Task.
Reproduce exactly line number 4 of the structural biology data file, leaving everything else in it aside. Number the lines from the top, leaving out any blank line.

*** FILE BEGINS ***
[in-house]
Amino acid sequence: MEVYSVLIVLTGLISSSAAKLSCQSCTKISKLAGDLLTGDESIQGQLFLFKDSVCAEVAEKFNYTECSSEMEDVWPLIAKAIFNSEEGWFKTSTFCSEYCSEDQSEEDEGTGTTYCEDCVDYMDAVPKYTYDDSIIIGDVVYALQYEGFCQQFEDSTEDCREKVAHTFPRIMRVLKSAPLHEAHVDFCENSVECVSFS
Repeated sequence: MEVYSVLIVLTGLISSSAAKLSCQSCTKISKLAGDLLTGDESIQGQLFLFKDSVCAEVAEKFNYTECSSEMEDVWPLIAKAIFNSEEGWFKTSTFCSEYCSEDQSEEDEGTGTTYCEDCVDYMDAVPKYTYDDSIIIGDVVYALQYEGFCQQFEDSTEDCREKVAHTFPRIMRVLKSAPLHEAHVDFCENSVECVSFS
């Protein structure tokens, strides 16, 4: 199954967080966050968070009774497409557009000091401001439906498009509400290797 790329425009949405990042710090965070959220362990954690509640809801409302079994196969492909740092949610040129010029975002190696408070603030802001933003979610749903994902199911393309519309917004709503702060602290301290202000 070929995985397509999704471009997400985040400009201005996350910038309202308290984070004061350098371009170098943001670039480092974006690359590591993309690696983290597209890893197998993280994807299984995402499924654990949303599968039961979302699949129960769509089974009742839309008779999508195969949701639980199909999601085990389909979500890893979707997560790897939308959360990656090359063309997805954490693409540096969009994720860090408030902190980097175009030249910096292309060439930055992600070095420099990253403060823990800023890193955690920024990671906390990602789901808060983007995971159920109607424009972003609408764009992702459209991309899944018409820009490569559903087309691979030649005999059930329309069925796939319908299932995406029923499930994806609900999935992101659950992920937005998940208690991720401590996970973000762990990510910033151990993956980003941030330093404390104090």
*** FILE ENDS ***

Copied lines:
């Protein structure tokens, strides 16, 4: 199954967080966050968070009774497409557009000091401001439906498009509400290797 790329425009949405990042710090965070959220362990954690509640809801409302079994196969492909740092949610040129010029975002190696408070603030802001933003979610749903994902199911393309519309917004709503702060602290301290202000 070929995985397509999704471009997400985040400009201005996350910038309202308290984070004061350098371009170098943001670039480092974006690359590591993309690696983290597209890893197998993280994807299984995402499924654990949303599968039961979302699949129960769509089974009742839309008779999508195969949701639980199909999601085990389909979500890893979707997560790897939308959360990656090359063309997805954490693409540096969009994720860090408030902190980097175009030249910096292309060439930055992600070095420099990253403060823990800023890193955690920024990671906390990602789901808060983007995971159920109607424009972003609408764009992702459209991309899944018409820009490569559903087309691979030649005999059930329309069925796939319908299932995406029923499930994806609900999935992101659950992920937005998940208690991720401590996970973000762990990510910033151990993956980003941030330093404390104090």